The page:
Friday, September 21, 2007

Robin Blaser at SF State

At the tail end of the Nonsense Company's trip to San Francisco for our performances in the Fringe festival, I managed to get to Robin Blaser's reading at SF State. I came away stunned, and remain so.

The reading was framed by an introduction by Norma Cole and the presentation of a Small Press Traffic Lifetime Achievement Award by Robert Gluck; both of them gave moving speeches that, unfortunately, have been erased from my mind by the poems themselves, and the talk between them.

I don't go to a lot of readings (not many opportunities here in Madison), and when I think highly of a reader it's most often due to the clarity of their delivery, the way they make the poems as comprehensible as possible. Blaser goes way beyond this. He knows exactly how to use his rich, musical voice, sliding between plain speech and a kind of half-sung incantation that recalls the way Pound would have read if he'd been less obsessed with his cultural authority and had been able to vary the song from that repetitious, irritating two-or-three-pitch range you hear in recordings (say, of the "usura" Canto). Blaser's reading always serves the poem. I was transfixed in a way I've never been at a poetry reading (and I pride myself on attentiveness at performances).

He began by voicing his gratitude for the fact that both Jack Spicer's and Robert Duncan's collected writings are in the works (which excites the hell out of me as well, especially as regards Spicer), moving on to read his "Great Companions" poem for Duncan. He then read Spicer's letter to him from Admonitions, followed by a couple of sections from Fifteen False Propositions Against God and the "God is a big round white baseball" section of Book of Magazine Verse--and then read all three of them again, without comment, a little faster but with every pitch curve the same as the first time. Then we got to hear half an hour or so of Blaser's work from this century, some of it from the last year, all wonderful. Ten minutes in he asked, "am I reading too long?," and everyone (a lot of people), a bit shocked that this question was possible, answered, "oh, no."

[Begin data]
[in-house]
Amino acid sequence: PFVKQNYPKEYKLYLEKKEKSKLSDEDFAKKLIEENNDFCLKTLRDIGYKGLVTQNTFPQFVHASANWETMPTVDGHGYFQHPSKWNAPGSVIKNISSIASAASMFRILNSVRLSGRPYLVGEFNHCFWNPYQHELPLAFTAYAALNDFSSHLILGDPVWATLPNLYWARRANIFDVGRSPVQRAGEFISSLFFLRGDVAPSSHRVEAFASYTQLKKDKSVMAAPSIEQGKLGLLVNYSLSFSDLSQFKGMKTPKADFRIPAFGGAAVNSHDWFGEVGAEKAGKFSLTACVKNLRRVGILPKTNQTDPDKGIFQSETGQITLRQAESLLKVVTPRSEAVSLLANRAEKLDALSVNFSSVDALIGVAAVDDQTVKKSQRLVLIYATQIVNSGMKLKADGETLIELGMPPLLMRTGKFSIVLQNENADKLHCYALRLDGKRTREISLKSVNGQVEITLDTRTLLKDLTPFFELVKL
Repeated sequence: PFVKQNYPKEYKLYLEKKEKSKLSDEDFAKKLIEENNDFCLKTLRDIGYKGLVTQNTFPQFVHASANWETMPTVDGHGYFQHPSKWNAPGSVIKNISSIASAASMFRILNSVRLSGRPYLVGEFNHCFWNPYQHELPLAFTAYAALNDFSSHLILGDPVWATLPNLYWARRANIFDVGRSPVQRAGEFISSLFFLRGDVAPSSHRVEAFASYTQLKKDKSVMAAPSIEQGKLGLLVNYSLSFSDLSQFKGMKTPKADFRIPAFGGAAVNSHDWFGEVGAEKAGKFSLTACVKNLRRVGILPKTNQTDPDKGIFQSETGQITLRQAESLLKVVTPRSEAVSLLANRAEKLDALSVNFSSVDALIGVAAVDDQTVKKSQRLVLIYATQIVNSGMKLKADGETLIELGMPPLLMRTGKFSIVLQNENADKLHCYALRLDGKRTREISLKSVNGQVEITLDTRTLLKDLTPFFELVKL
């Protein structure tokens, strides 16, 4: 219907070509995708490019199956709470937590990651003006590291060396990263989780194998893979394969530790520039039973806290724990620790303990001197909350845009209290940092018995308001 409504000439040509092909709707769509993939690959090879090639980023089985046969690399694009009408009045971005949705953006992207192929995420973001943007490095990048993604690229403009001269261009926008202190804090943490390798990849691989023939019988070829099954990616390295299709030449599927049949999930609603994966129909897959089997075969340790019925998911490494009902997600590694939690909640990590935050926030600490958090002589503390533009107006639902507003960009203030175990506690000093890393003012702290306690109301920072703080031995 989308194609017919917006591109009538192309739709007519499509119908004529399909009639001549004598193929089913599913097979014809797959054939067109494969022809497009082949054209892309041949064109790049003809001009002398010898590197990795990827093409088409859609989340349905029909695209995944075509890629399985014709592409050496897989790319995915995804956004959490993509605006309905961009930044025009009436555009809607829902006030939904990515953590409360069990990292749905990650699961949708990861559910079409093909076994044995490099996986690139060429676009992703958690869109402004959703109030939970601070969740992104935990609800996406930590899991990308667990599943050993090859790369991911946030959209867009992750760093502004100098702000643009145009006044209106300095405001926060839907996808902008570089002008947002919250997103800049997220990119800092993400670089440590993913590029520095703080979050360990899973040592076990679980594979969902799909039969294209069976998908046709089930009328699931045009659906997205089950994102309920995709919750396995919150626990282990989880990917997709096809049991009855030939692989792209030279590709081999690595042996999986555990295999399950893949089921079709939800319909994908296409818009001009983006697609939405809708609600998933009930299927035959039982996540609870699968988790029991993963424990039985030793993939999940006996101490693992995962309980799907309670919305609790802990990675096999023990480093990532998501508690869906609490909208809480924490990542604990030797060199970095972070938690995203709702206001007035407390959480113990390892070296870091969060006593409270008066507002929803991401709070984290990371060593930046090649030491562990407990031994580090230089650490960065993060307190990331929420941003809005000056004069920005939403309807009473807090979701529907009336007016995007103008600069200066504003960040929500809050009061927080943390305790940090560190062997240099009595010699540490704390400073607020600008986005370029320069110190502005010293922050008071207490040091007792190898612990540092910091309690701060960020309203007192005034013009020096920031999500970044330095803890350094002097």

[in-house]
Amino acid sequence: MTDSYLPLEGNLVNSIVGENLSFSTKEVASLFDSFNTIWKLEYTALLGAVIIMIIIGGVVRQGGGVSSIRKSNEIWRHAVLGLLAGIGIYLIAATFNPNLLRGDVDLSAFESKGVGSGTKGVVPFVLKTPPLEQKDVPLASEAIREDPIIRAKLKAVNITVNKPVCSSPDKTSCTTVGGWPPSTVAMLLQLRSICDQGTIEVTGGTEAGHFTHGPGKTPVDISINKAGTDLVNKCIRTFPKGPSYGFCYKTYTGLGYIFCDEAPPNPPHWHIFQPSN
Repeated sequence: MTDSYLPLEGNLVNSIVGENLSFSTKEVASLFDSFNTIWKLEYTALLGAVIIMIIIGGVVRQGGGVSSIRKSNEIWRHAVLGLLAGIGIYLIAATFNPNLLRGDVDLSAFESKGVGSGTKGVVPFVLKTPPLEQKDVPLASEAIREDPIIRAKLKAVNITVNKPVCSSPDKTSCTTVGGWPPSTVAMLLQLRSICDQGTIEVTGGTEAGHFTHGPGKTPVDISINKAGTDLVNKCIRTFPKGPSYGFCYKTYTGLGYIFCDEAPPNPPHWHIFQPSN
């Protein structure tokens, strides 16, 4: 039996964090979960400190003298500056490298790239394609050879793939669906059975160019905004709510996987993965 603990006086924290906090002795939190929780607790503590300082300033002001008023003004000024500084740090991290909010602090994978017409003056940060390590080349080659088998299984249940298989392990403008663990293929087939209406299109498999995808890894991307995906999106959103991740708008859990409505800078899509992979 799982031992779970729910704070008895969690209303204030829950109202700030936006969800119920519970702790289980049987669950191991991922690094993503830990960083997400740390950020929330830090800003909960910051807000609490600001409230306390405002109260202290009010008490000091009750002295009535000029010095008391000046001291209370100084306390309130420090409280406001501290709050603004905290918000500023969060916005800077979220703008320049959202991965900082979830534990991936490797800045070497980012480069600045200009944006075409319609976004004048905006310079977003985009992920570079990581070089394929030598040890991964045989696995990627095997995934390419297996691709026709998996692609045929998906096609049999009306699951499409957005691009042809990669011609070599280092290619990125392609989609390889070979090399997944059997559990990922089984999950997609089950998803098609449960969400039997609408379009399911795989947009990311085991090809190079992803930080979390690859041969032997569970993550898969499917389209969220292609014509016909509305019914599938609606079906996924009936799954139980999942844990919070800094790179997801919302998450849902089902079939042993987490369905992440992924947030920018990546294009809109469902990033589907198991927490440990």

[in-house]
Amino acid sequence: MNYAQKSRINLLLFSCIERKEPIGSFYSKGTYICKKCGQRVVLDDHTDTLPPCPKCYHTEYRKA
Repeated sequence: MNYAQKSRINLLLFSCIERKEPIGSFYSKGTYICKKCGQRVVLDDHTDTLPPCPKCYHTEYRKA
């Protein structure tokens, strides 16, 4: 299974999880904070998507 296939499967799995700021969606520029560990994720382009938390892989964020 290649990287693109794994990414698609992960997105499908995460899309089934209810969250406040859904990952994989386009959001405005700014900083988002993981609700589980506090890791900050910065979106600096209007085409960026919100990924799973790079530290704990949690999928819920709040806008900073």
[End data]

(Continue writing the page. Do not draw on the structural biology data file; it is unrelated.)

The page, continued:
I won't go into a detailed account of the rest of the reading, except to say that the long standing ovation was moving and heartfelt. Afterwards I briefly met the Itinerant Poetry Librarian, who had draped Blaser's table with a beautiful cloth she informed me had "been to eleven countries and absorbed a lot of poetry." I wanted to talk with her, and others, more, but my mingling abilities, never great, had already been drained by the Fringe experience, and the idea of chit-chat after that reading seemed utterly innocuous and embarrassing.

I bought the expanded Holy Forest and The Fire, Blaser's collected essays, against my better financial judgment but with no regret, sunk in the writing on the Muni train back to the Tenderloin, in bed in the morning as a nasty cold came on, in the car and the motel on the way back to Wisconsin, last night when I couldn't sleep after thirty hours on the road. This is such important writing; Charles Bernstein's comment in his afterword to the Holy Forest seems right on: this poetry seems to have more to do with the future of the art than with the past. So fresh, so varied, so unabsorbed by us, we writers in Blaser's wake. Such political and intellectual commitment, such music, such weaving of motifs, the incorporation of the lyric and the epic with the essay and the diary. A poetry of capaciousness that always looks for a way to let more in, like Pound, Olson, Zukofsky, Duncan tried to open their work to the widest possible range of phenomena, like Silliman and Hejinian have done in much of their work... Blaser has an openness of his own, a freshness of thinking that sets him apart.

I can't do much more than rave at this point, still without a good night's sleep. I'll just say that Blaser looks extraordinarily good, not just for a man of 82 but in general, brimming with life that I can imagine taking him to 102. I hope so.

This is work one lives with.



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